In the aftermath of Thursday’s vote at Westminster, the focus for the students will now shift towards Stormont, where the Six County Executive must soon decide if it will rubber-stamp British education policy.
Already, the signs are not good as the Six County minister for Employment and Learning, Danny Kennedy, rather than attack British government policy, chose to launch a verbal attack on the students for their defence of the right to universal education for all.
Kennedy also went on record on Thursday to state: “I think my instinct is that it is likely there will be an increase to the tuition fees and I have been warning of that for some time.”
At the end of November, he confirmed that Belfast Metropolitan College (BMC) could lay off as many as 168 staff as a result of cut-backs. BMC, with five main campuses, has over 50,000 full and part-time students enrolled, including large numbers involved in adult education courses at over 140 outreach centres in local communities. Across Belfast, it employs over 1,000 staff. The college sparked a row with unions last month when it announced that “over 100” people could lose their jobs. However, unions said it had learned that the figure would be closer to 200 and possibly as many as 400 if part-time workers were included.
Rúnaí ginearálta éirígí Breandán Mac Cionnaith said, “The scale of the task that faces the student movement is daunting but their efforts so far have shown that they have been more than up to this challenge. It is clear that they, unlike the politicians who sit twiddling their thumbs in Stormont, have a very clear understanding of the true impact which the proposed public expenditure cuts will have on communities right across the Six Counties.”
Condemning the PSNI’s assault on the students during Thursday’s protest, Mac Cionnaith added, “The students are to be commended for their refusal to be intimidated by brute force. Its also clear that as opposition increases across the Six Counties to cuts in public expenditure, that PSNI will be used to repress that opposition.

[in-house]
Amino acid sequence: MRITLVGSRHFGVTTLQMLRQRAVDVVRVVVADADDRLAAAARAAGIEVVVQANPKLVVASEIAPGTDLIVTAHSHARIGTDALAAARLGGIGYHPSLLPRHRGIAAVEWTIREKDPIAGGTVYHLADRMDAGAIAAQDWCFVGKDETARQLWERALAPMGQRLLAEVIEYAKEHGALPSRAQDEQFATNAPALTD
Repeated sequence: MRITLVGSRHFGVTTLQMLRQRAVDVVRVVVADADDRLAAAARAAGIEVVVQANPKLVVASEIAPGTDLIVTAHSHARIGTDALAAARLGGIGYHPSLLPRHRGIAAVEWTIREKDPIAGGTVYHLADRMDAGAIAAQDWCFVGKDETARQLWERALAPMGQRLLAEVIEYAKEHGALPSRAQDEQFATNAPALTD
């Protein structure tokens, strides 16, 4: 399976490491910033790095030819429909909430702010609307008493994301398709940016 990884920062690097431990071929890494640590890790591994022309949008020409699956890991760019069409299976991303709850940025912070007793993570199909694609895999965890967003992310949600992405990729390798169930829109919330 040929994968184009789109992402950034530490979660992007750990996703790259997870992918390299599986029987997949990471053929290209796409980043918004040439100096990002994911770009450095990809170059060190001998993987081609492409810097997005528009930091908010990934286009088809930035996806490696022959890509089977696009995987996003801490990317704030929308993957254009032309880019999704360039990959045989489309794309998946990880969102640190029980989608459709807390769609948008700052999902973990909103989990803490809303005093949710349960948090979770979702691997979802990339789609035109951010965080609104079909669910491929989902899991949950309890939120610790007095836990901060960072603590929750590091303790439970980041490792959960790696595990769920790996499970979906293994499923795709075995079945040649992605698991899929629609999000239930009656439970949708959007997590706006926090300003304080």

“The Stormont Executive, through its programme for government 2008-2011, previously agreed to cuts in public expenditure amounting to £1.65 billion [€2 billion]. In March this year, another £350 million [€420 million] of further cut-backs was announced, thus bringing the total amount of cuts agreed by Stormont so far to £2 billion [€2.4 billion]. Against that backdrop, the posturing of those parties within the Stormont Executive in response to proposed further cuts being imposed by their British masters is hypocritical in the extreme.
“Indeed, it’s worth highlighting once more that for their all supposed ‘negotiation skills’, during talks with both this and the previous British government, the Stormont parties could not deliver one extra pound for housing, health or education. They did, however, manage to deliver an extra £1 billion [€1.2 billion] for policing, prisons and courts. In that regard, it would appear that the PSNI were only too mindful of their political masters’ priorities when it came to attacking students and school-children whose only crime was daring to stand up for their rights.”